I am committed in my teaching to interdisciplinary approaches that support the development and experience of interactive technologies and art. My classes provide theoretical and practical skills that are required to develop, implement and complete projects in Human-Computer Interaction, Interaction Design, and Interactive Arts. I am interested in giving three main perspectives to students: (1) a historical perspective about the field, (2) a theoretical perspective to understand the field involving assigned readings for students, chosen to develop a critical reflection on key concepts, and (3) a methodological perspective, including experimental, qualitative and quantitative, and ethnographic approaches to design and evaluation of interactive technology.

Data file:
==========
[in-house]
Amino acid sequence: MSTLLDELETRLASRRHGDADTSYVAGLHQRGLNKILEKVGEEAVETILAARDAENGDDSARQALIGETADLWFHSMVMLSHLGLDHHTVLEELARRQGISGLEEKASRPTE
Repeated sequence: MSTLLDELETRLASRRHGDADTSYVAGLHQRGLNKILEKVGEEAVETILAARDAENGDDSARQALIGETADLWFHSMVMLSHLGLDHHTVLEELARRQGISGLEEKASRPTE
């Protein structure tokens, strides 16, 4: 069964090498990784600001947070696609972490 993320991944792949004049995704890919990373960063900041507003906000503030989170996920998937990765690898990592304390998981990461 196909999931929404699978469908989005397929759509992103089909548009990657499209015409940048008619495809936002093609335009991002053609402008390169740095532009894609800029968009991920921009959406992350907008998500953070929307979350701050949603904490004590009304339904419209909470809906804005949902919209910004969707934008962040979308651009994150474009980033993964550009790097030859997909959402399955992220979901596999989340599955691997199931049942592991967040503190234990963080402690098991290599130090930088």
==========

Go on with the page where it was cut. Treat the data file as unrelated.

These three perspectives allow the students to build critical thinking, in addition to their technical skills, that they will both use to understand the underpinning concepts and develop their own projects. I believe that projects develop practice-based skills and provide the students with opportunities to experience concepts, while theoretical knowledge helps establish a deep reflection on the research and allows new perspectives to emerge.
Current classes that I am teaching at the University Paris Saclay include: